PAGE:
10: Declaration of Trust

This panel should be completed if there is more than one transferee. Joint ownership is a difficult area of the law.

It can lead to disputes when a joint owner dies or the relationship between joint owners breaks down. Recording the joint owners’ intentions in panel 10 of the transfer or in a separate Form JO(click to find out more and discussed below) may help to avoid such disputes later on but this is only a starting point as the joint owners’ intentions may change over time.

If there is more than one transferee, as joint owners they will automatically hold the property on trust for themselves and/or anybody else who has a beneficial interest in the property. Joint owners can hold their beneficial interest in the property as joint tenants or as tenants in common.

Beneficial joint tenants do not own specific shares in the property. If one of them dies, their interest passes automatically to the surviving beneficial joint tenant(s) even if they have made a will leaving it to someone else. Beneficial tenants in common own specific shares in the property, which may be equal or unequal and they can leave their share to someone else in their will. Unless it is clear, at the time of acquisition, that the joint transferees intend to hold the beneficial interest on trust for themselves alone as joint tenants, the land registry is duty-bound to enter a restriction in Form A in the register.

The effect of this restriction is that the registry will not register a sale or mortgage of the property unless there are at least two registered proprietors, as trustees, to jointly receive the sale or mortgage monies. This means the last survivor of tenants in common is not permitted to sell the property without proving that the trust has come to an end or appointing a new co-trustee. If the joint transferees intend to hold the property on trust for themselves alone as joint tenants, they should place an ‘X’ in the first box.

Alternatively, if they intend to hold the beneficial interest as tenants in common in equal shares, they should place an ‘X’ in the second box. They should place an ‘X’ in the third box if they intend to hold it in unequal shares, or for themselves and others (whether in equal or unequal shares), or under the terms of a separate existing trust deed or will, and in each case they should also add the relevant details. As an alternative to completing this panel, you may use the trust information form JO. Form JO contains the same options as panel 10 but is designed as a separate form to assist in providing the relevant information and ensuring that each joint transferee signs a declaration of trust (see panel 12 below.)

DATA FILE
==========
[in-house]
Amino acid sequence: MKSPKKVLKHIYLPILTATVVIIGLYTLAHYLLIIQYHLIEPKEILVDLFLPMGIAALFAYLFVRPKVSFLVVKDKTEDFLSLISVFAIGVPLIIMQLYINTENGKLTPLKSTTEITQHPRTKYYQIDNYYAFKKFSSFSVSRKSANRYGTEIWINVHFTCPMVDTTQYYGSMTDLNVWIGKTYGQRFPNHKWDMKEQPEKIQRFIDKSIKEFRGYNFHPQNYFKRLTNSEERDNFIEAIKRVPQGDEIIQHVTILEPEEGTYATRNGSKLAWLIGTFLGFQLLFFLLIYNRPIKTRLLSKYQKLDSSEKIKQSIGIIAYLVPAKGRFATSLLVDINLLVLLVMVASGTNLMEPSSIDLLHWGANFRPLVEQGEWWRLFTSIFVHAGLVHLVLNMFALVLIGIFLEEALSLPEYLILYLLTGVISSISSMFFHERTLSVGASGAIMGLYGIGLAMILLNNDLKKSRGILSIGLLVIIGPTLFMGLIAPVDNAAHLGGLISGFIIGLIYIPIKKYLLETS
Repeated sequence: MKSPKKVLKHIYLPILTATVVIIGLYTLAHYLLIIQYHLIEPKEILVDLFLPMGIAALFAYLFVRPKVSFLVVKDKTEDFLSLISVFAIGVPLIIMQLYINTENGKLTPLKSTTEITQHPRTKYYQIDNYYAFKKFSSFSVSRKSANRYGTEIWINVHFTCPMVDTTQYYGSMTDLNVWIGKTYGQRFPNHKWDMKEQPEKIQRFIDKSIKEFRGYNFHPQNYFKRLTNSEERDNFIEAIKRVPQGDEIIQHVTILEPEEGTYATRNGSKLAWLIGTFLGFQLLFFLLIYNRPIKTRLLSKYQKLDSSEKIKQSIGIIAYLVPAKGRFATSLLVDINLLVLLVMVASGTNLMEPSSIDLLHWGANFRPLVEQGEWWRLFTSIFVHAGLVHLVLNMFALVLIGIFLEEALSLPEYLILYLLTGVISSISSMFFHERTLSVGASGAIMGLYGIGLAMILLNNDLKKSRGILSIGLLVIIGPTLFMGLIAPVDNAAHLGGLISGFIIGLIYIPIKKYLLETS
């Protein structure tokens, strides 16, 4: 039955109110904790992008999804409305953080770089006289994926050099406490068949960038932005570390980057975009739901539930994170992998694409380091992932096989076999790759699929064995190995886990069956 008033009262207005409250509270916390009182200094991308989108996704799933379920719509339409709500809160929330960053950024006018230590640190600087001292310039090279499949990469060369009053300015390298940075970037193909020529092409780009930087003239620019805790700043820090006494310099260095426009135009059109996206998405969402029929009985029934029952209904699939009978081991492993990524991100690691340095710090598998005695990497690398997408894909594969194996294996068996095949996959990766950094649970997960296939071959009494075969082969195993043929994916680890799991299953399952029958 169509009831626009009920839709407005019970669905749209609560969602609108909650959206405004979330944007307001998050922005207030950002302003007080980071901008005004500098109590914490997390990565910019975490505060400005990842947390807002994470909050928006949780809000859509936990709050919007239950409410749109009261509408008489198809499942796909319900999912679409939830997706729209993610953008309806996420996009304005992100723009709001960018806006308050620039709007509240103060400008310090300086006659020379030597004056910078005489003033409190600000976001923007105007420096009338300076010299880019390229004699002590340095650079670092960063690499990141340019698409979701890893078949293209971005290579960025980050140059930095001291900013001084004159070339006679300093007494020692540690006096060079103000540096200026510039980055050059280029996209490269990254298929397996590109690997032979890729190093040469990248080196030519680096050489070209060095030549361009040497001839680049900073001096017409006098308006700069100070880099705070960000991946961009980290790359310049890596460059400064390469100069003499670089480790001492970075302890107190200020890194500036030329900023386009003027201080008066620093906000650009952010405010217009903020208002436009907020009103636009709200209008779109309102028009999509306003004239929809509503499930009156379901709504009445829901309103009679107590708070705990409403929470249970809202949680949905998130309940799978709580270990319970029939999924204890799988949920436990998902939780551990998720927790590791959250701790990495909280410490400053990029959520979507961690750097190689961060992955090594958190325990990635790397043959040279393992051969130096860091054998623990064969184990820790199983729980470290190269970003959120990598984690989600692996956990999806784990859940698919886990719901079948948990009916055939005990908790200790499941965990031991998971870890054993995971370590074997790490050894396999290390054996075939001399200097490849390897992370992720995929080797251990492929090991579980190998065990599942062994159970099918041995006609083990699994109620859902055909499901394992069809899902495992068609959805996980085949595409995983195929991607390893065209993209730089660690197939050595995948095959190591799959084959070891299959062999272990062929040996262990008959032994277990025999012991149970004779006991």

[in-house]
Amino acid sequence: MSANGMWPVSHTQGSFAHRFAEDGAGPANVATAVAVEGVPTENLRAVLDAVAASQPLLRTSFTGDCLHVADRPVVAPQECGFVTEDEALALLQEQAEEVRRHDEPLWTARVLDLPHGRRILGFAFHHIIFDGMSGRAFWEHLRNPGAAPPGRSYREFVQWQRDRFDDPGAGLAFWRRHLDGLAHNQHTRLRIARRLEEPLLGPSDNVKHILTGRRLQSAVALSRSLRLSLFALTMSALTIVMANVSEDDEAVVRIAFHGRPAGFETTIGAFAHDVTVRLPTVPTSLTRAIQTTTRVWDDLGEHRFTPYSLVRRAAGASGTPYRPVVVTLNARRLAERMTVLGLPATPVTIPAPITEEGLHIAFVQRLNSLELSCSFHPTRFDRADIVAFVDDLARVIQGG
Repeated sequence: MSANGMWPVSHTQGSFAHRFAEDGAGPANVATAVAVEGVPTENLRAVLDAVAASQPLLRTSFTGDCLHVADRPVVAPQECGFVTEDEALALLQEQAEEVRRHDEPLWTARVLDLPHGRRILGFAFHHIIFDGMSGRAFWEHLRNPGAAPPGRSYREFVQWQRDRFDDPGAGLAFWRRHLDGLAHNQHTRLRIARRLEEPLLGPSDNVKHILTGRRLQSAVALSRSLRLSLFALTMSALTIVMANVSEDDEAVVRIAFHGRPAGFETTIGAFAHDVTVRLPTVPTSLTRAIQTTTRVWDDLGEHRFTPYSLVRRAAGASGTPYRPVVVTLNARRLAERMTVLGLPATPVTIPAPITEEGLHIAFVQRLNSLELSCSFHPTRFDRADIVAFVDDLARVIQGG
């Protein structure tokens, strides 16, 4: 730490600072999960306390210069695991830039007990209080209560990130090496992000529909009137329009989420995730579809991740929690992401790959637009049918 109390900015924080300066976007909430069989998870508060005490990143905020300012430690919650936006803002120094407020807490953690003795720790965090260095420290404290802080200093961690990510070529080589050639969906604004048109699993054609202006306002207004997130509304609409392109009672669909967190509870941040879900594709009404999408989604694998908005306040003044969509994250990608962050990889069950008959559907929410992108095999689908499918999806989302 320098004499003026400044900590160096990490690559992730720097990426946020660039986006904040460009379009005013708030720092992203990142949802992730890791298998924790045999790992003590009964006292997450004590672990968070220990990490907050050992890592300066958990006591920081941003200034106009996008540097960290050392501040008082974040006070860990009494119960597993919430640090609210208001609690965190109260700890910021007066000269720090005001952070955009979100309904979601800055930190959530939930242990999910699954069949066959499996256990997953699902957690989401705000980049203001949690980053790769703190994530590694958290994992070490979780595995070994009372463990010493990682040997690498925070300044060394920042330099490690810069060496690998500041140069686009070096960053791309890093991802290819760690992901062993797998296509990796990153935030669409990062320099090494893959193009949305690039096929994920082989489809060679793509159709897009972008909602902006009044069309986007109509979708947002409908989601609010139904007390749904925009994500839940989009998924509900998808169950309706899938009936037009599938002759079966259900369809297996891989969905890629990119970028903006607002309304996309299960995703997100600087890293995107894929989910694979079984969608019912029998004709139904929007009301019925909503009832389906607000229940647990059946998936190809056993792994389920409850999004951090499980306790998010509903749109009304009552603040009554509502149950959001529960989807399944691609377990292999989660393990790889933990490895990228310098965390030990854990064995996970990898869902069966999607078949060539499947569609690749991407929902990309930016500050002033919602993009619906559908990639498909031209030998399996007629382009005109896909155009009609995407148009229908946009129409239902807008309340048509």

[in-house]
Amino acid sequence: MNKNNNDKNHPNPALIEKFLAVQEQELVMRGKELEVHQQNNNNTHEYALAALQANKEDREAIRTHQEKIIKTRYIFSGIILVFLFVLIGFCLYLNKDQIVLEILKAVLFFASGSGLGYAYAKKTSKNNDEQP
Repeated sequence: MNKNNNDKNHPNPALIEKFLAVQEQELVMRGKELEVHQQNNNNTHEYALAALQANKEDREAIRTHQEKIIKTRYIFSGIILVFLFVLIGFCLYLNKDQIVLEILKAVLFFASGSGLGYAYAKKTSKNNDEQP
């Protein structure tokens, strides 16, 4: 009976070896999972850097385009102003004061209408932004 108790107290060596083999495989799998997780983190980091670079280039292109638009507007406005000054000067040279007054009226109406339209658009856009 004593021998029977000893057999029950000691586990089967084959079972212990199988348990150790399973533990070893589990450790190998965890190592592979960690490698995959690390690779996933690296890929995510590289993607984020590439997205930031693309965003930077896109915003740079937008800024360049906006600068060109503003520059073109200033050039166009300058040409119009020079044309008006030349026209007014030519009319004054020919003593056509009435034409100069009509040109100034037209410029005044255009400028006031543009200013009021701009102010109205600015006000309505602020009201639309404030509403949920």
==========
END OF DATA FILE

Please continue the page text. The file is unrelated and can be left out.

If the declaration of the trust on which the transferees will be holding the property is already contained in a separate deed or will, a conveyancer may include details of it in, and sign, the form JO instead of the transferees. If neither panel 10 of the transfer nor a form JO are completed and lodged with the application to register a transfer to joint transferees, the Land Registry will enter a Form A restriction by default. If you have any doubts about what is required, you should seek professional advice before you proceed.

11: additional provision

Sometimes there are covenants or agreements between the transferor(s) and transferee(s). This is where you should enter the details. You may wish to seek legal advice as such covenants or agreements are binding on the person(s) who gives them even after completion of the transfer.

12: Execution